The first acquisition happened in 2018 when Discord purchased Blitz App. Then, it bought Sentropy and Ubiquity6 in June and July 2021, respectively.

Though diverse in their nature, the acquired companies are still within the platform’s market sphere and contribute to Discord’s value.

Interesting fact: Just like Discord is on the lookout for other companies to buy, there are enterprises that want to buy Discord, too. Microsoft offered the company $12 billion in 2021, but Discord turned it down.

Let’s just hope this isn’t Yahoo!’s history repeating itself.

12. By the end of 2022, Discord will probably boast over $200 million in revenue.

(Source: EarthWeb)

Unlike other social media platforms, Discord doesn’t sell ad space (or your data).

This means that no adverts will ever disturb your flow while you’re trying to form meaningful connections with fellow users—or just, you know, playing one of Roblox’s 40 million games.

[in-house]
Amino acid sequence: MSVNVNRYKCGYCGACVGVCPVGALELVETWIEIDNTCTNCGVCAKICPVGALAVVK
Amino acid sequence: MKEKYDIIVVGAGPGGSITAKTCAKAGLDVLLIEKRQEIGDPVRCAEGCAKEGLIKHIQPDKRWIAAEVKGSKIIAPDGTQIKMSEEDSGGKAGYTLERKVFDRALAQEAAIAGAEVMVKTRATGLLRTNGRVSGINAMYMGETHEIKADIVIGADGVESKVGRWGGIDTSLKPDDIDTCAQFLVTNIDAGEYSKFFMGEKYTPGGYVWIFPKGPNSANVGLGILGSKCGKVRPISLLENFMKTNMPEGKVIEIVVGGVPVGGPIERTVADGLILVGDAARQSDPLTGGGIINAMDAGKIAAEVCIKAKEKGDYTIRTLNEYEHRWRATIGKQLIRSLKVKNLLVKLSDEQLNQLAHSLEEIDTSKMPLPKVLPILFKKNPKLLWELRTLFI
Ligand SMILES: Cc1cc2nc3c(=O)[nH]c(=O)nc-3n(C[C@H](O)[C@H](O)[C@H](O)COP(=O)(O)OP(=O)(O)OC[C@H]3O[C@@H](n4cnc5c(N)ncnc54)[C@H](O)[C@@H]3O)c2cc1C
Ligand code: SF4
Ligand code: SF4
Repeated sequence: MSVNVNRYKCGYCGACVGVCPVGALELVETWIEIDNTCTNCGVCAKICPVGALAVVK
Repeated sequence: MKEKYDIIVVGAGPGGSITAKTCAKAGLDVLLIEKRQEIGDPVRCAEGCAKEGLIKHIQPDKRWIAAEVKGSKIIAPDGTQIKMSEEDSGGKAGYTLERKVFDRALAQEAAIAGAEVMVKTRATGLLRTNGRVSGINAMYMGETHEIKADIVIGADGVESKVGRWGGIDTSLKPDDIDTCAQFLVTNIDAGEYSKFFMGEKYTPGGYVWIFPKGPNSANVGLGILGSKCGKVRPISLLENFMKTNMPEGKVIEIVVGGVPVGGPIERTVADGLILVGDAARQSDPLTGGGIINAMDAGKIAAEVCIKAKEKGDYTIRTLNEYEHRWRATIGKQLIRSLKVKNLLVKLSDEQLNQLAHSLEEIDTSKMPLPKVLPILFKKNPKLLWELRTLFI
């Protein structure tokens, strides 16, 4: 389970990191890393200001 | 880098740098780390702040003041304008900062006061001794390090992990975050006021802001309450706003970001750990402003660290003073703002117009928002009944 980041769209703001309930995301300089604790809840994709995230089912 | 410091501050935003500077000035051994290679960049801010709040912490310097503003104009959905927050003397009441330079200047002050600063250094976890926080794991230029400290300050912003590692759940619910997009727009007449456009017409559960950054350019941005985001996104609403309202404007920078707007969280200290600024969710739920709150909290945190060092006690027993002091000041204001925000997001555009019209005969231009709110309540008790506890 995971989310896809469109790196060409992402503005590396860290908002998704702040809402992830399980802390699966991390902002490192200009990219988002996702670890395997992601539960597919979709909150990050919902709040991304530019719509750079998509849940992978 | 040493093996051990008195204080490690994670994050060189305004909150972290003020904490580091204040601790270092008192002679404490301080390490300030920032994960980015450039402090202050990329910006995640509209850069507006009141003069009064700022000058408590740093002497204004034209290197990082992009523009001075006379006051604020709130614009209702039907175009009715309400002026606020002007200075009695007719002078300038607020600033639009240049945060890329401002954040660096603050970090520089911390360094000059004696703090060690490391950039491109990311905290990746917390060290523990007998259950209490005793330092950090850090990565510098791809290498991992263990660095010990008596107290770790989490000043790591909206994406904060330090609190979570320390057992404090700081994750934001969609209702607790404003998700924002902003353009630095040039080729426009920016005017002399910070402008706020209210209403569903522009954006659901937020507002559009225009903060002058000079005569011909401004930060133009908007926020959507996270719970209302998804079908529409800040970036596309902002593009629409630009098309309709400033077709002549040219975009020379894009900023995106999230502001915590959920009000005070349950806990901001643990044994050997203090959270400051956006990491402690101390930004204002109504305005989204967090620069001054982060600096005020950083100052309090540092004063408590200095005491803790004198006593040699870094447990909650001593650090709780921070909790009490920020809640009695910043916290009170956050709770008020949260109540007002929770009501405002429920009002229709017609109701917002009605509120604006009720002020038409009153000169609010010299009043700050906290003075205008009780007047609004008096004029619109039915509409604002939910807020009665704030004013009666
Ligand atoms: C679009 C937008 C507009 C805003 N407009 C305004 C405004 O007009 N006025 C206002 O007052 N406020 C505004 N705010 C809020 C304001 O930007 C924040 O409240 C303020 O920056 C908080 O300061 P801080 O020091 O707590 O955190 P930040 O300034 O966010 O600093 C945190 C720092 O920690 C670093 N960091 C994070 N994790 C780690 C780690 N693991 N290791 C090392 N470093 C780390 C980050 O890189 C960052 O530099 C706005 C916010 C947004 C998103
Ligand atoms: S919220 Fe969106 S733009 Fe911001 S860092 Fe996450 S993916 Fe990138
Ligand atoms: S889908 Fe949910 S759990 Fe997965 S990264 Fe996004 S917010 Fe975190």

Furthermore, the platform is 100% free to use. So, Discord’s revenue basically comes from the relatively few users who buy the Nitro subscription.

Back in 2017, the company generated only $10 million, but the cash kept on piling up in 2018 ($30 million) and 2019 ($45 million). The biggest revenue increase (188% YoY) came in 2020 when the company boasted $130 million

Now, let’s do some math. Assuming that all subscribers went for the annual plan (which costs $99.99), only 1.3 million Discord users paid for a subscription in 2020. In other words, only 1.3% of all active users contributed to the company’s revenue back then.

Now that there are 150 million people actively using Discord, it’s likely that the company will generate $200+ million by the end of 2022.

Wrap Up

Users across the globe are excited to see what Discord has in store for them. The social media platform hasn’t let us down so far, and it surely won’t disappoint now.

Discord, it’s up to you now.

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Nick Galov
Nick Galov

Unaware that life beyond the internet exists, Nick is poking servers and control panels, playing with WordPress add-ons, and helping people get the hosting that suits them.